Had a slightly quieter week this week, with no impromptu gatherings of friends for a board game night and no Monday night gaming group, but plenty of games hit the table over the weekend and we’ve snuck in a few extra two-player games in the evenings. So here are the Yellow Meeple’s first impressions of games played this week.
· Letters from Whitechapel has been a game I’ve been meaning to try for a while. I’ve played Scotland Yard and admittedly not enjoyed it, so was not expecting a lot from Letters from Whitechapel, but you don’t know until you try. We played a 6-player game and only the player playing Jack had played before. During 4 rounds of the game the Police must attempt to arrest Jack by figuring out his location. All they know is his starting location and how many moves he is making per turn and they must generate clues by moving around London and searching for his trail. In our game this felt quite futile, we were finding it almost impossible to locate any clues, never mind Jack himself and it turned out our best guess for the general location of his lair was entirely off for the whole game, which is why we’d been failing so miserably. Every so often, when the game got momentum, it was enjoyable, but overall it was just a bit too slow paced for my liking. I’m not sure that hidden movement style deduction games are for me, but I’m glad I know.
· Libertalia is a game that we’ve enjoyed 2-player at home, but that finally hit the table with more players this weekend. Libertalia has broadly been considered as Citadels bigger brother. It is a role selection game in which rank can be key in each round to weather you obtain treasures or curses or whether your characters survive at all. Each round is played with a random hand of characters, but each player has the same pirates to choose from, so in each round you must out think your opponents to gain the most advantage, and ultimately gold. I was disappointed that the game did not go over very well. I really think this game is learned through playing a few rounds. By the end of the game, some players enjoyed it. The jury is out on this one, we’ll play it at home a few more times before deciding if it’s a keeper.
· Spyfall was being played when we arrived at our game group on Sunday. We have played this one before, but haven’t felt compelled to buy it yet. In Spyfall, all but one player is dealt a card depicting the same location, except for the spy who does not know which location you are in. The players take turns to ask each other questions and give answers that are obscure enough so the spy cannot guess the location, but specific enough so people know you’re not a spy. The spy wins if they can determine where you are and the rest of the players win if they can determine who is the spy. With the right people, who get into character and have enough imagination, this game plays great. On this occasion there was a little too many Yes/No answers to really get the game going, but it still worked as a quick filler.
· Tikal has been sitting on the shelf for a while after being a bit of an eBay bargain. It was known to me for being a Spiel des Jahres winner and being quite well-known as one of the few older games that has stood the test of time. In the game each player has a team of explorers on an expedition to discover the most impressive relics of this Incan world. In each scoring round (when Volcano tiles are drawn) points are awarded for having found treasures and for having uncovered the most impressive temples that other expedition teams are not paying attention to. In spite of its simple rules the strategy and tactical decision making in this game can really get quite deep. We really enjoyed laying with two players, but it was apparent that perhaps 3-players would create a better game with less reactionary back and forth movement between tiles. Really looking forward to playing this again and don’t think it’ll be too hard to find willing players who’ve heard about this game but not come across it.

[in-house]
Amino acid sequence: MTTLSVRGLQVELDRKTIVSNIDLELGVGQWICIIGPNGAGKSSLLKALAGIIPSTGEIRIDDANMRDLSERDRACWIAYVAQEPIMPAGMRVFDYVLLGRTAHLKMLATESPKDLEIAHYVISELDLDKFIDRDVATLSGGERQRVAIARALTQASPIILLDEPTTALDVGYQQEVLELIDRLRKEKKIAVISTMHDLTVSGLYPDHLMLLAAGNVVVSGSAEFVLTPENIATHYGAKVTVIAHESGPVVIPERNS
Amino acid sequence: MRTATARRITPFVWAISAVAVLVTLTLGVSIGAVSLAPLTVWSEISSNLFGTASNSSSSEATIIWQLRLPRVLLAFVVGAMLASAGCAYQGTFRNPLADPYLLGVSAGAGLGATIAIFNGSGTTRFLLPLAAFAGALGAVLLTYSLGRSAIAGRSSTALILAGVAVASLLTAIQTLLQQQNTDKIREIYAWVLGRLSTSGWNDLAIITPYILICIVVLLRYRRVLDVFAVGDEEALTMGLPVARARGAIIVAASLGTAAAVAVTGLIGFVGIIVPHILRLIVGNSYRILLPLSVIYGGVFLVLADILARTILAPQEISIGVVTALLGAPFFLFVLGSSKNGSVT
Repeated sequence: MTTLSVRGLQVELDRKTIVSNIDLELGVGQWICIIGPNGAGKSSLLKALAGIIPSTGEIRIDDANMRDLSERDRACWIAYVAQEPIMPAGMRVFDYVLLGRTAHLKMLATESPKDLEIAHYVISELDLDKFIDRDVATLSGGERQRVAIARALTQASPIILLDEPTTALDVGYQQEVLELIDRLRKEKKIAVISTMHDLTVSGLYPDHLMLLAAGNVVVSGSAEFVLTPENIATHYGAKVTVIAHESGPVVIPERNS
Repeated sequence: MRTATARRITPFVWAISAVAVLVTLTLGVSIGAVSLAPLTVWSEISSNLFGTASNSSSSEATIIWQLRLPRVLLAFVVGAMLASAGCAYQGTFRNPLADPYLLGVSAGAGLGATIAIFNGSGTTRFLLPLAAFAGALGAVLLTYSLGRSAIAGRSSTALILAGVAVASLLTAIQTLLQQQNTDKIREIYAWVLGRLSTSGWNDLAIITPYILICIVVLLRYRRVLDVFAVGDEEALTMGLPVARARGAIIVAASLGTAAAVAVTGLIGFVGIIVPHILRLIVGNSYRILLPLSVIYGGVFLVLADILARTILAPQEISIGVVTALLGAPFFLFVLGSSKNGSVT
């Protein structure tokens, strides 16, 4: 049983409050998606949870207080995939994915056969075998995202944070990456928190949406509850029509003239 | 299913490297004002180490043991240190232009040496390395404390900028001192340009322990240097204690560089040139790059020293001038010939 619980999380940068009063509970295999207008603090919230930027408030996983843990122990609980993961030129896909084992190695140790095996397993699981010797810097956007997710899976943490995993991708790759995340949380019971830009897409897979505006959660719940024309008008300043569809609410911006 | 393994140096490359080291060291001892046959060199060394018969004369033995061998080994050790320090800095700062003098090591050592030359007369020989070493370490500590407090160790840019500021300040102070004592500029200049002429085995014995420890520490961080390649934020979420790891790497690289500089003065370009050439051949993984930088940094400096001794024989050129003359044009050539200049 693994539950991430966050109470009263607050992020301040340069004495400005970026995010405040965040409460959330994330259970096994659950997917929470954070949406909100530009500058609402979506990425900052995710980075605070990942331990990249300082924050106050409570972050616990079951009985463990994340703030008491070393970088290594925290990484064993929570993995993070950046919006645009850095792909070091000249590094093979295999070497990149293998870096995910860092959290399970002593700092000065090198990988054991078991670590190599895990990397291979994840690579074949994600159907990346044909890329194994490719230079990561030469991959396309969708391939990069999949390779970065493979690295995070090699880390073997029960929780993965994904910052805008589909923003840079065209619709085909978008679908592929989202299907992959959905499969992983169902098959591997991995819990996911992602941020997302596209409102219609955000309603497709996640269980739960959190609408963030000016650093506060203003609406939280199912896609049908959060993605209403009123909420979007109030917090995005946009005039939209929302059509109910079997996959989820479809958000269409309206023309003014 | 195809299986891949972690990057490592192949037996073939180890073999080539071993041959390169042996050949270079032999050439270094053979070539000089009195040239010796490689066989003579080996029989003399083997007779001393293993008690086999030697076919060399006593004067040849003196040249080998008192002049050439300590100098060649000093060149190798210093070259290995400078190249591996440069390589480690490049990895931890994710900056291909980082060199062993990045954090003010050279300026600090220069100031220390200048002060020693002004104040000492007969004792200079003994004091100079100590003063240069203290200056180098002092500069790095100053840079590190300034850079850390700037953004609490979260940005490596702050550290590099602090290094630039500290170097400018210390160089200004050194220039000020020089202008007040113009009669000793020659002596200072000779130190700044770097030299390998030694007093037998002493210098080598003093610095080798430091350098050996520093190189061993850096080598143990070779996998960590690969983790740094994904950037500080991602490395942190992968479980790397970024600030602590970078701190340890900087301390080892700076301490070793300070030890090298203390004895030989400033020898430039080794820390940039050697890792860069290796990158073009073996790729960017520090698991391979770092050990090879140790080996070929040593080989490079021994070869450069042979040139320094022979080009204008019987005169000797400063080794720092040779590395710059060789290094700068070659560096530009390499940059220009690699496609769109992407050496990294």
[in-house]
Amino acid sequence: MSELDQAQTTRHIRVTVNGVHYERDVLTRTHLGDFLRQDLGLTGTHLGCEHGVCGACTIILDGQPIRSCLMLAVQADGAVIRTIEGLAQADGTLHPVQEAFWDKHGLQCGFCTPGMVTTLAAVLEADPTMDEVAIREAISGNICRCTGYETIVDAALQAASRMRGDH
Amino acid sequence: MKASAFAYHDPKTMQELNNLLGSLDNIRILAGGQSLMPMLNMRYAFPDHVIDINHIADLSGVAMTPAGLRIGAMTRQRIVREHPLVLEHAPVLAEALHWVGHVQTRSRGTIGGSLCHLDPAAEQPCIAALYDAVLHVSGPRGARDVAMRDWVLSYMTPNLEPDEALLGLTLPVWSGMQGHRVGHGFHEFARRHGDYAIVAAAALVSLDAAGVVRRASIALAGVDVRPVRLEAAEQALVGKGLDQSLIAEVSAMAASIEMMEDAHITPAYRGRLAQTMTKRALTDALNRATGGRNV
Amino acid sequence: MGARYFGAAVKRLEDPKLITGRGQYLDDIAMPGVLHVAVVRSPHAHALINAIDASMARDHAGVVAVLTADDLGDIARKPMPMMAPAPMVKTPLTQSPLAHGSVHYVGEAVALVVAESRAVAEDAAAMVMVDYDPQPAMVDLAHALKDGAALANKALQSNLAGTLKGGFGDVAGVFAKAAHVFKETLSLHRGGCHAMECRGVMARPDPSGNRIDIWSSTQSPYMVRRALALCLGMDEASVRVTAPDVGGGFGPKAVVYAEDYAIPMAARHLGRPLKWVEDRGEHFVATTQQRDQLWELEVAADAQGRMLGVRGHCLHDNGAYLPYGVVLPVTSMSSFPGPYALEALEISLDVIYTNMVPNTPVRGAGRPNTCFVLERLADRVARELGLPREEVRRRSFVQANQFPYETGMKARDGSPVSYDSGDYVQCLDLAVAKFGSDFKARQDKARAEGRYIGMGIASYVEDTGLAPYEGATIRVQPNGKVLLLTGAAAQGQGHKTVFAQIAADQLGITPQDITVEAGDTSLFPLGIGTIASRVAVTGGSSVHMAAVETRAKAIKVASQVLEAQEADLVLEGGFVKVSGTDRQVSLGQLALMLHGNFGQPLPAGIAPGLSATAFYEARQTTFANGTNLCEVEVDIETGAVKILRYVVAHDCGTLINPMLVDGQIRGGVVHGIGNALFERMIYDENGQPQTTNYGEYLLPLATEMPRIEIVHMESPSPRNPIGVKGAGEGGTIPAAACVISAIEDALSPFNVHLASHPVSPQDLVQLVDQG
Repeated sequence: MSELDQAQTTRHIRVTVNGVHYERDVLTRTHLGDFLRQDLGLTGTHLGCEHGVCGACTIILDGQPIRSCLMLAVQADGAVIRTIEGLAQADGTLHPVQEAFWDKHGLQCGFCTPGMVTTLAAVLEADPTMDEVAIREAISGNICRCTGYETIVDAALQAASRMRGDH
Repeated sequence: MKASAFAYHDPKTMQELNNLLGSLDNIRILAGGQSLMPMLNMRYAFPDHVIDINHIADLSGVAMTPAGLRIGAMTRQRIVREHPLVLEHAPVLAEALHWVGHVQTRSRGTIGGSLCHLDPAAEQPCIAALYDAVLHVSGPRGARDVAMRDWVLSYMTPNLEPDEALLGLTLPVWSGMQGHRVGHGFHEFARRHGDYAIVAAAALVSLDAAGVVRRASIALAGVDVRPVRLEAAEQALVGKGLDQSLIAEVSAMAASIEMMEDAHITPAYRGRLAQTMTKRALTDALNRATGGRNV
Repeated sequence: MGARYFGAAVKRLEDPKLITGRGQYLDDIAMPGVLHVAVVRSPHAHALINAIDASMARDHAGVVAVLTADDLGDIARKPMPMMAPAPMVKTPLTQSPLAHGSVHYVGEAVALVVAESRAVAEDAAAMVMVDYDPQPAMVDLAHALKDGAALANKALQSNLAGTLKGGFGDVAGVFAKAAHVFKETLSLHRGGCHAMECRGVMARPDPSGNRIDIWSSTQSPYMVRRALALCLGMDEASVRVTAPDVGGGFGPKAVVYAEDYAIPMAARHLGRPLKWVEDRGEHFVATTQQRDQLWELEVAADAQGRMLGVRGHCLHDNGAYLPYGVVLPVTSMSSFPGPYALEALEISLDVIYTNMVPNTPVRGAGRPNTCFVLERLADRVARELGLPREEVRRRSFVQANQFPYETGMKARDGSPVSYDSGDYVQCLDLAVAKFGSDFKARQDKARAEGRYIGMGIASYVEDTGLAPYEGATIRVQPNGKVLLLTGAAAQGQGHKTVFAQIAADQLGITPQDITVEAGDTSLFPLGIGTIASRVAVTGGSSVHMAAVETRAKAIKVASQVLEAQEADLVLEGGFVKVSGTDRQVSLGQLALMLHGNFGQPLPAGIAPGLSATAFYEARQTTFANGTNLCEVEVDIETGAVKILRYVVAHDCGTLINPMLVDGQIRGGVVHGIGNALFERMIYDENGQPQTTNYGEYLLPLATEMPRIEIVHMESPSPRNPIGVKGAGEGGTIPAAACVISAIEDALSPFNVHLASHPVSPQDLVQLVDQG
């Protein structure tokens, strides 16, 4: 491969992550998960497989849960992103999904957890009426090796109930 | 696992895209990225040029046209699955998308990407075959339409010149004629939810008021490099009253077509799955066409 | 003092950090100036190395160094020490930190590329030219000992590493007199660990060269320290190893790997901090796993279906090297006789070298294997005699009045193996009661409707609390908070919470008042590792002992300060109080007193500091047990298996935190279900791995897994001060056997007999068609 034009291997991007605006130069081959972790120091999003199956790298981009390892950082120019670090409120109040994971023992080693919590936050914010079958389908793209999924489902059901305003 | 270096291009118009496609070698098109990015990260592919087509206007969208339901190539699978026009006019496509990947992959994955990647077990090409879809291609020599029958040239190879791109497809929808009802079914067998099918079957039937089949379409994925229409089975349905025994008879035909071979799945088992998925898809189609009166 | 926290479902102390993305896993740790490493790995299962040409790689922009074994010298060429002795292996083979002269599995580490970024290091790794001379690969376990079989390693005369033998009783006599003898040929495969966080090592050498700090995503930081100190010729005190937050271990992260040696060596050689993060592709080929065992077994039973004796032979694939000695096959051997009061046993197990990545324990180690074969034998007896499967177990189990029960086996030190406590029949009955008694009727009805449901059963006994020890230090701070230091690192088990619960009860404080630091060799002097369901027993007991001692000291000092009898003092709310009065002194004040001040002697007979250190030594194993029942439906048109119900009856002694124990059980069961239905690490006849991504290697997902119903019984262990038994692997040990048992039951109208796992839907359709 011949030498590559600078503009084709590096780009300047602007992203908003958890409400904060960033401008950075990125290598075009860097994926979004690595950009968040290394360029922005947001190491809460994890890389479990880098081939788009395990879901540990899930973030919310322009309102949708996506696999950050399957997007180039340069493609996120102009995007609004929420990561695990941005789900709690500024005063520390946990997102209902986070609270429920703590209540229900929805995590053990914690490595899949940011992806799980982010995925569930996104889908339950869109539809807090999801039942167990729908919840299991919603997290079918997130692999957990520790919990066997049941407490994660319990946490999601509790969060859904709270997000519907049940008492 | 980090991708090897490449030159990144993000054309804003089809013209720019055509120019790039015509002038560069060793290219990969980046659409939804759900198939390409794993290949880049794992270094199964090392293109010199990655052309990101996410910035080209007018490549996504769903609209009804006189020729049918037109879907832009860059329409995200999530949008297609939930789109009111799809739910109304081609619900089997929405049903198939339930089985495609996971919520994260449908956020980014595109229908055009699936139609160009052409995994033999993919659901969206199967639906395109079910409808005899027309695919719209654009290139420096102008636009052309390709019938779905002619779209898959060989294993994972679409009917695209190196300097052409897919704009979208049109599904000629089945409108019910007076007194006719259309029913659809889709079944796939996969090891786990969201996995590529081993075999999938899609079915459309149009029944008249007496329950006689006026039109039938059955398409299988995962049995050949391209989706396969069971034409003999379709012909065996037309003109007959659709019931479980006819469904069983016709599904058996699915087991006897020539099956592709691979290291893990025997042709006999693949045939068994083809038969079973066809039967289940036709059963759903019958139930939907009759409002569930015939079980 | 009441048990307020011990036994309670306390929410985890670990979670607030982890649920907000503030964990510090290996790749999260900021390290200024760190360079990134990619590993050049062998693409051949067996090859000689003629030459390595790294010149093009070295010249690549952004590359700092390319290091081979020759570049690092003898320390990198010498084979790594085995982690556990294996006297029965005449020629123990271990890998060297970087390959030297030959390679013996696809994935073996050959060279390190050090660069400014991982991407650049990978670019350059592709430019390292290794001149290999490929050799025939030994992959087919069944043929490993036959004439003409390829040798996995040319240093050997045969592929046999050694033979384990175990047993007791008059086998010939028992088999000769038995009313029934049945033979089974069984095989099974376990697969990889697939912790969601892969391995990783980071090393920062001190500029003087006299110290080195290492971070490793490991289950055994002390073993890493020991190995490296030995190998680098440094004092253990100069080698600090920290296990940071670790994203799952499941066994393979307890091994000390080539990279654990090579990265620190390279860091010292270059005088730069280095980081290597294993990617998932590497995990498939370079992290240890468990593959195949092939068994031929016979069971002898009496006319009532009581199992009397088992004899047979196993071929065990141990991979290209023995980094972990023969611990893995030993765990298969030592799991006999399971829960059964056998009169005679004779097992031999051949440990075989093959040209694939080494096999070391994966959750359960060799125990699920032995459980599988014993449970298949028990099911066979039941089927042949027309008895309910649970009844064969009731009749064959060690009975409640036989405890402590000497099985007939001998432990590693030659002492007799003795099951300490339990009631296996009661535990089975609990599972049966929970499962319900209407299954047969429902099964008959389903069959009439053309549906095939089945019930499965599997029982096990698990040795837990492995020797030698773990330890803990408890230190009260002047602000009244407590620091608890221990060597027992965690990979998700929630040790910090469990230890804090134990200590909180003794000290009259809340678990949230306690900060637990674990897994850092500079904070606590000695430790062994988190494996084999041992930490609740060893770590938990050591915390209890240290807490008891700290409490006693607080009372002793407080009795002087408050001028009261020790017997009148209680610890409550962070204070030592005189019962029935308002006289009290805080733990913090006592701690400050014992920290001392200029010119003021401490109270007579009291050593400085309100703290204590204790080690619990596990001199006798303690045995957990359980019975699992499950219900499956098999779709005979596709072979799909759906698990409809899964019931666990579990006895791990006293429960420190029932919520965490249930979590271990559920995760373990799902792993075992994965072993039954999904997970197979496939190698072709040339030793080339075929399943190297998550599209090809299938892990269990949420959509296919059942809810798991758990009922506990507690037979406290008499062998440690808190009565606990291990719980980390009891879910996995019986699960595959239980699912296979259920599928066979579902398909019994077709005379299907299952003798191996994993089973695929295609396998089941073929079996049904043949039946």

· Carcassonne Inns and Cathedrals is the first big box expansion we’ve tried for Carcassonne (we have played a couple of the recent mini expansions). We were really quite impressed with the new rules, especially the Inns on the Lake, which double the value of a completed road, but negate the value of an incomplete road. The cathedrals have a similar effect in cities, but in our game were used for pure evil, destroying my mega-city with two cathedrals which was left incomplete, so I can’t say I enjoyed it. My opinion would of course be very different if I’d drawn the one last tile I needed to complete my approx. 50 point city! The large meeple which essentially have 2 influence on a contested feature ended up redundant in our game as, predictably, they both ended up in the one large field. For me the large meeples were the weakest feature, but maybe this was just in our game or would just be a feature of playing with 2-players. We have a couple more expansions to try, but I think this one will end up in most of our games because it is a solid addition which alters the rules just enough to make the game more interesting, but no more complex.
So it’s been a bit of a mixed bag with new games, confirming some wise purchases but not firing anything new onto my ‘to buy’ list. Thankfully this week, some old favourites also hit the table too. Star Realms and Hanabi in particular kept us amused as “train games” last Saturday and Flash Point: Fire Rescue, Mysterium and Tsuro were enjoyed by our Sunday game group.